Confirmation of known germline differentially methylated regions using RRBS DNA methylation analysis

Nine human placental samples (five first trimester and four third trimester) were subject to RRBS analysis for DNA methylation (Figure 1). CpG sites sequenced at greater than 10× coverage were included in the analysis. If our approach was to be used for identifying novel imprinted genes, it should also be able to confirm the known gDMRs. Indeed, CGIs overlapping 14 known human DMRs (known to be gDMRs in mouse) were found to be approximately 50% methylated (Table 1). The DMRs for the genes MCTS2 and INPP5F_V2 (described in [57]) were further validated by bisulfite cloning and sequencing and were found to be methylated in an allele-specific manner (Additional file 1: Figure S1). The NNAT promoter was not covered by our sequencing data. For the GNAS locus, the CGI overlapping with the DMR exhibited 19.1% methylation. However, on analyzing individual CpG sites within this large CGI, the first half of the CGI was found to be about 50% methylated.
Figure 1
Figure 1

Pipeline for assessment of allele-specific methylation and genomic imprinting in the human placenta. The process involves three main steps – reduced representation bisulfite sequencing of placental samples (red), selection of partially methylated regions with high concordance (green) and individual locus-based validation of the potential DMRs and parental allele-specific expression (violet).

Allele-specific methylation analysis and selection of potential DMRs

On calculation of a concordance value (see Methods), the known DMRs were shown to be partially methylated with high concordance (Figure 2A). The mean and median concordance values for the first trimester placentas were 90.9% and 92.8% respectively while those for the third trimester placentas were 90.5% and 93.8% respectively. However, other partially methylated CGIs (30-70% methylation) showed a much higher variability in concordance value. We hypothesized that novel DMRs associated with imprinted genes should demonstrate similar methylation patterns to the known DMRs with partial methylation and high concordance.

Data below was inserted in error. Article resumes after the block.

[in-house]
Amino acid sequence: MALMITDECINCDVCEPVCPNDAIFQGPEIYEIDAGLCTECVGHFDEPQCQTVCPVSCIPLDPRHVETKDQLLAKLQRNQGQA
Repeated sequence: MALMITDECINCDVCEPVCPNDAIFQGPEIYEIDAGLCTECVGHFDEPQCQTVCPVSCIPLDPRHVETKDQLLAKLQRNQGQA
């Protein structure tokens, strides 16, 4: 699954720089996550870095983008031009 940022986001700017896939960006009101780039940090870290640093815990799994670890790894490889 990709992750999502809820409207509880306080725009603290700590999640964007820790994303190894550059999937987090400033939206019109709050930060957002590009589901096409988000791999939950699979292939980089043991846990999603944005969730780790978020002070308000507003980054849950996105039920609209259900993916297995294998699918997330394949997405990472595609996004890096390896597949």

Figure 2
Figure 2

Methylation concordance in known gDMRs and CGIs with partial methylation. (A) Comparison of concordance for known gDMRs vs. other CGIs with partial methylation (30-70% methylation): known gDMRs showed much higher concordance levels than partially methylated CGIs. P1: first trimester placenta; P3: third trimester placenta. (B) There were 495 CGIs with partial methylation and high concordance shared between the first trimester and third trimester placentas. (C) Genomic mapping of CGIs with partial methylation and high concordance showed that the CGIs were distributed across promoters (blue), gene bodies (red) and intergenic regions (green). Gene body regions contained the highest number of such CGIs in both the first and third trimester placenta.